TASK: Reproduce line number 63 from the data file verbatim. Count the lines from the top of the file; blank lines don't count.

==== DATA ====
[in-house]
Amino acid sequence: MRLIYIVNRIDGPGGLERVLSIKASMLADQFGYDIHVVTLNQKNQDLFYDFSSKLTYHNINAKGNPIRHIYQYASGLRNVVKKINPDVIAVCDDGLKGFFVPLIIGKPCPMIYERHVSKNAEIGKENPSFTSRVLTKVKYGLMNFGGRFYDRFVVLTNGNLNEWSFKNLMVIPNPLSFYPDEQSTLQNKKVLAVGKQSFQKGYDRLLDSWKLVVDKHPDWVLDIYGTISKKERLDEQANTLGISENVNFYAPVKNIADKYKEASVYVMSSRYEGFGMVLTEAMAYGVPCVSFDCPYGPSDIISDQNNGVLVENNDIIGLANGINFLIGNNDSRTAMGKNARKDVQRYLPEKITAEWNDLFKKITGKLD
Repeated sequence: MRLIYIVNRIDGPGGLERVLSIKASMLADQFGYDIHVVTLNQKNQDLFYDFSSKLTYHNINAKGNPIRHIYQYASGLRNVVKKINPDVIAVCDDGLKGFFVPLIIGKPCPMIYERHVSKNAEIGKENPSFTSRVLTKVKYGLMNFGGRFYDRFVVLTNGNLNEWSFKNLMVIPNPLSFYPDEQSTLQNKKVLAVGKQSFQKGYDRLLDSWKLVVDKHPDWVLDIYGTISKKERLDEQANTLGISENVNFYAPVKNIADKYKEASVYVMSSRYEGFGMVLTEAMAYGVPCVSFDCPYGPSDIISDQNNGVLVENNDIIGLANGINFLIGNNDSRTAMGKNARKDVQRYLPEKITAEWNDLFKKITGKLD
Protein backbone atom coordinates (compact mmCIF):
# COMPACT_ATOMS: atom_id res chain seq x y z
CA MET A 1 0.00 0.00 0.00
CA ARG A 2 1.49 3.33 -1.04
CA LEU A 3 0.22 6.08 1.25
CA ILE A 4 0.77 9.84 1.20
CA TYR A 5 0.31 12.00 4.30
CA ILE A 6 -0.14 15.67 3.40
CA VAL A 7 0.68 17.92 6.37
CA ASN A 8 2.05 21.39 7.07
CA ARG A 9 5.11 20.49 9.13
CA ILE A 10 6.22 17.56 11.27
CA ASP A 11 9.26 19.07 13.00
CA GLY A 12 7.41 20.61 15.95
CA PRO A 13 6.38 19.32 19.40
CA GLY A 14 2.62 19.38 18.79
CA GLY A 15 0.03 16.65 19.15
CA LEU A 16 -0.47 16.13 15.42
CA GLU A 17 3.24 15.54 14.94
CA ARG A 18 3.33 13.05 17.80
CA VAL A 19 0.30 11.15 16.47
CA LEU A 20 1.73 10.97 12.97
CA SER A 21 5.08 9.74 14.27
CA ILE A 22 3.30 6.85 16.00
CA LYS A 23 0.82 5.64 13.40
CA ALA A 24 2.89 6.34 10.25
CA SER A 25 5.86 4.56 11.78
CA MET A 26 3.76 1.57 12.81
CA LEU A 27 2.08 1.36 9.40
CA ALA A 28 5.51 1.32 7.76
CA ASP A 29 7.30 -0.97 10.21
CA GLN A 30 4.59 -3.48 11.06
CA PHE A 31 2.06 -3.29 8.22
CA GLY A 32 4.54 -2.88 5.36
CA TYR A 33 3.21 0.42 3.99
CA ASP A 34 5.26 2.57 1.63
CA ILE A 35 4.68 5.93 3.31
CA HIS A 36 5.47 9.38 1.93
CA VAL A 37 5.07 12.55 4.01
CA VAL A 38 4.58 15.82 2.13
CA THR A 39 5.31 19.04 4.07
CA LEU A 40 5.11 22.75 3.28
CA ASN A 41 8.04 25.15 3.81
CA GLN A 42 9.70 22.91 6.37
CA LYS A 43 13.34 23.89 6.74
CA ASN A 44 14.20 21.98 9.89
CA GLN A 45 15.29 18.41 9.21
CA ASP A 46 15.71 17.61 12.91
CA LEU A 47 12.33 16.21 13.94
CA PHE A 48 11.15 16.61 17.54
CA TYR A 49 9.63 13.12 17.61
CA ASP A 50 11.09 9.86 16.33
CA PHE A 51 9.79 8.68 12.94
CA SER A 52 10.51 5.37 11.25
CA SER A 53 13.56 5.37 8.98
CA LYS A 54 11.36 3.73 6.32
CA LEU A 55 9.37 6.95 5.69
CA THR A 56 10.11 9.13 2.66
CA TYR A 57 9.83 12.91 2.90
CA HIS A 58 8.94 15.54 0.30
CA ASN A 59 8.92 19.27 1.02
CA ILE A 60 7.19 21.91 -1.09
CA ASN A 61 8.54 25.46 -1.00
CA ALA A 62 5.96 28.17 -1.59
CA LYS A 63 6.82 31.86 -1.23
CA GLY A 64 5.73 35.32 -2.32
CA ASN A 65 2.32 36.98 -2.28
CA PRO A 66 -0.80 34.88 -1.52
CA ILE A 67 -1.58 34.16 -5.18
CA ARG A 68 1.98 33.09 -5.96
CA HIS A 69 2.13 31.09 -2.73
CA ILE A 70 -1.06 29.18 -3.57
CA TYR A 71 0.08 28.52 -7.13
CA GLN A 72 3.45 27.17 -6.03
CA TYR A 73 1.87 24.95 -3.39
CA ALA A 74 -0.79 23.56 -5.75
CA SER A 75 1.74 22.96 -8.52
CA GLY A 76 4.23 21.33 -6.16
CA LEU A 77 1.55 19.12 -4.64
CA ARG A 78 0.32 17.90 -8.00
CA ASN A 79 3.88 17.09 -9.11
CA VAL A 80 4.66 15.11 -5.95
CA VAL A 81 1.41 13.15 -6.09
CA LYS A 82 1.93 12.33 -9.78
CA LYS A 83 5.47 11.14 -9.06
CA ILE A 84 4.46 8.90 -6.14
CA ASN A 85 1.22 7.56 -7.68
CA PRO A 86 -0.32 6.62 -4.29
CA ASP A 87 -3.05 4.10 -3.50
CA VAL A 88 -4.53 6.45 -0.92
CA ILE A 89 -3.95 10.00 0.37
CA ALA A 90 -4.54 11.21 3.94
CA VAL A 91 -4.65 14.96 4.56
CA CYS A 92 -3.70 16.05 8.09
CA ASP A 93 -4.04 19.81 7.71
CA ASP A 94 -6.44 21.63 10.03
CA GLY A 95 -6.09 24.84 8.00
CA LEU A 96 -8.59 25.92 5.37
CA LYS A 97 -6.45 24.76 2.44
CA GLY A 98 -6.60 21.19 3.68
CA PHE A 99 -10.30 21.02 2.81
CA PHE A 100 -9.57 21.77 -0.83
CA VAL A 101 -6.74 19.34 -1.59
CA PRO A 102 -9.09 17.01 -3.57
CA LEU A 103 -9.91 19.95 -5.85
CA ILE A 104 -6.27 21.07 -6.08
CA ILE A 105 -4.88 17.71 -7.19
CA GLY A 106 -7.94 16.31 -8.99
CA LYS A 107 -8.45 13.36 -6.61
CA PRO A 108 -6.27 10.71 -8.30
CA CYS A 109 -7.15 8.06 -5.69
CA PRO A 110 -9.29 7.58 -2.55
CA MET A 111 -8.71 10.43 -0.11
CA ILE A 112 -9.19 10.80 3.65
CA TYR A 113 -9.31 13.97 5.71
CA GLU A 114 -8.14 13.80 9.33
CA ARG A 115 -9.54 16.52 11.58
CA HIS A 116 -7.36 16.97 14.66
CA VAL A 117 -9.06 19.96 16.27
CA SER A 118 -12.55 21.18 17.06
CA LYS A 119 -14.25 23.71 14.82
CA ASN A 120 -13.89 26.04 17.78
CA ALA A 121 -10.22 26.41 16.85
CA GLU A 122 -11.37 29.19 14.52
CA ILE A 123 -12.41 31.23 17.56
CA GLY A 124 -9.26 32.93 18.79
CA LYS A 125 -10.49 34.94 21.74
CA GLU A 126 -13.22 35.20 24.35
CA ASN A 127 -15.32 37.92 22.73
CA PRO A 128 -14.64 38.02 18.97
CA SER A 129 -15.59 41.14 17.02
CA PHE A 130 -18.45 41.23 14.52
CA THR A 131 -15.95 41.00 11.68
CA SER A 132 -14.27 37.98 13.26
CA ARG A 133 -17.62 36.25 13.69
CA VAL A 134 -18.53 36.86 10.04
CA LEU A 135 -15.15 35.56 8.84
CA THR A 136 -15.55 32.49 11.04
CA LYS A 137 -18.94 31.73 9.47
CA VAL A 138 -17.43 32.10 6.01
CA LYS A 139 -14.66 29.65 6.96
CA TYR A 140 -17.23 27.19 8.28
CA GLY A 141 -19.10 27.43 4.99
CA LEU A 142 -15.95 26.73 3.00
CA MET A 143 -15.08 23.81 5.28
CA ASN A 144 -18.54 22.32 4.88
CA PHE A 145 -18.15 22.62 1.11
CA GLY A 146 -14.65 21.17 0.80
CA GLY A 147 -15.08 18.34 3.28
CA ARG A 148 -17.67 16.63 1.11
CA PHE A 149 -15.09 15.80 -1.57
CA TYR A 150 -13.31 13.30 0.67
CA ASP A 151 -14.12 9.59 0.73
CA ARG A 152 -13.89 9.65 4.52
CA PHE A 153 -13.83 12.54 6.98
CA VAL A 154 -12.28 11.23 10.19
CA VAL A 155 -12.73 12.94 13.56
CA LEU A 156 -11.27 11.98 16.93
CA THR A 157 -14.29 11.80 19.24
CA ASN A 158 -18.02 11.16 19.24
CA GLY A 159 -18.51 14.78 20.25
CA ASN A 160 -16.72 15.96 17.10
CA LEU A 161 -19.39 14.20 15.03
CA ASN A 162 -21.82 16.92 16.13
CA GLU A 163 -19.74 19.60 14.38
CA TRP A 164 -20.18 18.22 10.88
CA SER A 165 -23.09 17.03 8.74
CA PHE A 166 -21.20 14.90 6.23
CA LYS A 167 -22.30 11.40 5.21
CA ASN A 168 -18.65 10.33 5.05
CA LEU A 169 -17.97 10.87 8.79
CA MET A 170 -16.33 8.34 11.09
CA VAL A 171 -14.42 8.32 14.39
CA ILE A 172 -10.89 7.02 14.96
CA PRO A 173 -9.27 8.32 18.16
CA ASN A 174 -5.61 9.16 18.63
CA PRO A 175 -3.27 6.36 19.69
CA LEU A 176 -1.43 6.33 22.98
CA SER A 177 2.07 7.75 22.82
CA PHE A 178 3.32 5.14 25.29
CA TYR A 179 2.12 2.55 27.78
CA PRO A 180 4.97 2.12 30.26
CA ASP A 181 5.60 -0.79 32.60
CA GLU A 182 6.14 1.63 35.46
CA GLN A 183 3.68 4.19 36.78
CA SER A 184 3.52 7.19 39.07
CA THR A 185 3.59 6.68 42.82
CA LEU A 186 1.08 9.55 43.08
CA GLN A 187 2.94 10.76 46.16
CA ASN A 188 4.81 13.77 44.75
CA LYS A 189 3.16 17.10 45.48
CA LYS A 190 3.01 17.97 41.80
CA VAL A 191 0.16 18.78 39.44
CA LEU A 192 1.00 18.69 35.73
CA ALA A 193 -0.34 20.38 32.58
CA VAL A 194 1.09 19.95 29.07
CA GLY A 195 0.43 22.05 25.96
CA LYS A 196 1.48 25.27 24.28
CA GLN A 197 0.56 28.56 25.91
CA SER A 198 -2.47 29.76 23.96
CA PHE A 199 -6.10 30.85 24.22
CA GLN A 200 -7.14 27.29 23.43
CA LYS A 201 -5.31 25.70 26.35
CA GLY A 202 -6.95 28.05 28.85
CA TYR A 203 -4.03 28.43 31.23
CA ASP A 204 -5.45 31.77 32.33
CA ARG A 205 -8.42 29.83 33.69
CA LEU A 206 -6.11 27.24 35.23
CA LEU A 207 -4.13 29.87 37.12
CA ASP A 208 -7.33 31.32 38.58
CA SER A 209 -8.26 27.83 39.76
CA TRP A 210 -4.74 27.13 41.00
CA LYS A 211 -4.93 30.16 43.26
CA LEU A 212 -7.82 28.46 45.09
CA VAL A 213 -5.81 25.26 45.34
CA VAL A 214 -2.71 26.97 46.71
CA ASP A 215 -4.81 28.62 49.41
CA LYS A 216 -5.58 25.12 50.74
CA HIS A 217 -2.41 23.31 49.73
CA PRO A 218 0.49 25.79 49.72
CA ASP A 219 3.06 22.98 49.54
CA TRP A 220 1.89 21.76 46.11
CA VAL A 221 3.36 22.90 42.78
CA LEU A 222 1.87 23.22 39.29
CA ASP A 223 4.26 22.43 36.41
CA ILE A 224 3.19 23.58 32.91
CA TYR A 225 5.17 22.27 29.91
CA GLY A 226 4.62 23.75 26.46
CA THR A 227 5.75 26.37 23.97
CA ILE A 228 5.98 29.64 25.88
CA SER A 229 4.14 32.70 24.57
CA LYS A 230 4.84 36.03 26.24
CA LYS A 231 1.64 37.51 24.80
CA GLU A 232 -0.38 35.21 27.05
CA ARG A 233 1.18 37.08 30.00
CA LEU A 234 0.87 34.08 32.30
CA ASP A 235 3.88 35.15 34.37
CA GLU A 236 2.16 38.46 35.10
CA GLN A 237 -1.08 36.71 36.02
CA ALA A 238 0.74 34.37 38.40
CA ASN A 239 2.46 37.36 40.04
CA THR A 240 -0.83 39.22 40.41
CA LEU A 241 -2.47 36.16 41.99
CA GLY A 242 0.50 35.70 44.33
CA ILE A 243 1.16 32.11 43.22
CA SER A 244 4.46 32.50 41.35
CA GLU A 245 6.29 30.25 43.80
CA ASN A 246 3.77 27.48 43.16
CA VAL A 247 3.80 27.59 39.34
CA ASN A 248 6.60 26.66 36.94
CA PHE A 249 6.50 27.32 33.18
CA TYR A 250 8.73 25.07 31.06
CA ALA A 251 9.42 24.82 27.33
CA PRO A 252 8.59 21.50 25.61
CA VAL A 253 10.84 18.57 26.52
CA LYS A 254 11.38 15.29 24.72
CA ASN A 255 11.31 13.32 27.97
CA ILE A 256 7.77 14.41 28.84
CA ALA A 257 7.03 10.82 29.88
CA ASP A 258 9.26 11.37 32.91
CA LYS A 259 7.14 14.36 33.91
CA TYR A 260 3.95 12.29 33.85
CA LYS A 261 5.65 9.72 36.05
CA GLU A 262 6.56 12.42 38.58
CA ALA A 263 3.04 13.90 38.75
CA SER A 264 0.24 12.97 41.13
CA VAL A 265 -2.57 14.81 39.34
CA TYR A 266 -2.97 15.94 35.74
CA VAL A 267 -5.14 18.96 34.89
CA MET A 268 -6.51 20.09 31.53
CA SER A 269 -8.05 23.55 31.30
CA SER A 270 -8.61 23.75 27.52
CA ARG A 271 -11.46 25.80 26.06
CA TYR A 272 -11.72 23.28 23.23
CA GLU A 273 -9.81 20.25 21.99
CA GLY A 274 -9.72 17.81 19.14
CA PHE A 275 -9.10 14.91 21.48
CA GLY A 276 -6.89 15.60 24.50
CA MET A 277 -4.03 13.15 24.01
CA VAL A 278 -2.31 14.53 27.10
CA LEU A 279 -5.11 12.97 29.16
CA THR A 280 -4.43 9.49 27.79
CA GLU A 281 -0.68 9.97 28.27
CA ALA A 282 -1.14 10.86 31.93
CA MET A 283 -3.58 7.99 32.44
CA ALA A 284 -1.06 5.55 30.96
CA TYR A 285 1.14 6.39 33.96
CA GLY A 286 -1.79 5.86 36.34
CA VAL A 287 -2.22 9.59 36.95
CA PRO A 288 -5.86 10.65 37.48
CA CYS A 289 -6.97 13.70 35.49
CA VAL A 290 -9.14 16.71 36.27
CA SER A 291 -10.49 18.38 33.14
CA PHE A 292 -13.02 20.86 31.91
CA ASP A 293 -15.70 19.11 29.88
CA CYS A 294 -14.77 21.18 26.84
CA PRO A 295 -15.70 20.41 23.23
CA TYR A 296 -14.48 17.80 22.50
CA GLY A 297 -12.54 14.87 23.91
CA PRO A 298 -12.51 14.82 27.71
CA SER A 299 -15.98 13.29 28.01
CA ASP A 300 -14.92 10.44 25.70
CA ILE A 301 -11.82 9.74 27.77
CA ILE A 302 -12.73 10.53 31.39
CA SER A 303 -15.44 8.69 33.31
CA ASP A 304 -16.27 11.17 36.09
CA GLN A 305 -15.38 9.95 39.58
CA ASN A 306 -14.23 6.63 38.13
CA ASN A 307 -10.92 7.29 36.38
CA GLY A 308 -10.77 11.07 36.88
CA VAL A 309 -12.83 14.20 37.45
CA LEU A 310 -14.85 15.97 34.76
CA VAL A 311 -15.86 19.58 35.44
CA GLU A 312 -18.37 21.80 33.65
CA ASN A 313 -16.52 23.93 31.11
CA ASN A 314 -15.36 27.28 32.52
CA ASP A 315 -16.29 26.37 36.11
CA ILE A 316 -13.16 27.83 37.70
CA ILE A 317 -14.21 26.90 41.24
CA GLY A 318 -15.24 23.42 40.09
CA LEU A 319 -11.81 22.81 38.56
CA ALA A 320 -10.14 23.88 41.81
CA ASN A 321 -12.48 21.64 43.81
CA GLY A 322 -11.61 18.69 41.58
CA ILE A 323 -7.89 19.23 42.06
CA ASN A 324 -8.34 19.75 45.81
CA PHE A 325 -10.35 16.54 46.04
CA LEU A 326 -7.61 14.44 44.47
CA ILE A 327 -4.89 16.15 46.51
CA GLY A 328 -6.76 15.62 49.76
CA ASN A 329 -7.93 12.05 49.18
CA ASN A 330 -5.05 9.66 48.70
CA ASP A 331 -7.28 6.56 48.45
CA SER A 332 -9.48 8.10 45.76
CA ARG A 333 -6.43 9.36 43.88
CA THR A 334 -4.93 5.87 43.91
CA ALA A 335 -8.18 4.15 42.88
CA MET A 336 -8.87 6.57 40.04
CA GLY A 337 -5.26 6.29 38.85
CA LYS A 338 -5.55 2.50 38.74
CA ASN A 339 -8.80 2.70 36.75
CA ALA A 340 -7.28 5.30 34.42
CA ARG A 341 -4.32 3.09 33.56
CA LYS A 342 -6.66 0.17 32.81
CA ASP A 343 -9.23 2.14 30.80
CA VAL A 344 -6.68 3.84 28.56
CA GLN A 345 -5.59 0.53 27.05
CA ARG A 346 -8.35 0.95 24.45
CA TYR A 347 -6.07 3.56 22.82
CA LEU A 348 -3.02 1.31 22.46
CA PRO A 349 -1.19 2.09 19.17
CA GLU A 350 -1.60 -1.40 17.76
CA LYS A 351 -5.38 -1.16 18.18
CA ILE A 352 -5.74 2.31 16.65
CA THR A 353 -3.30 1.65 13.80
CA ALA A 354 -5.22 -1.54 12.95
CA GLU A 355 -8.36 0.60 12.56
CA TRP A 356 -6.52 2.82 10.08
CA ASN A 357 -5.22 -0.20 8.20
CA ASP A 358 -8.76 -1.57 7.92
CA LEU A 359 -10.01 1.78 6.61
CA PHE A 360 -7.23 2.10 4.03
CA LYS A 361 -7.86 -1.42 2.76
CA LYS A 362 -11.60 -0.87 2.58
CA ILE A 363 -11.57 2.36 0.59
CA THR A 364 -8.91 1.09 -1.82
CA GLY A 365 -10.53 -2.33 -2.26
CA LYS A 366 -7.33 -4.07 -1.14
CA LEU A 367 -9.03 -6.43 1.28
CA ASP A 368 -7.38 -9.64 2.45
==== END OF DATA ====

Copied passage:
CA HIS A 58 8.94 15.54 0.30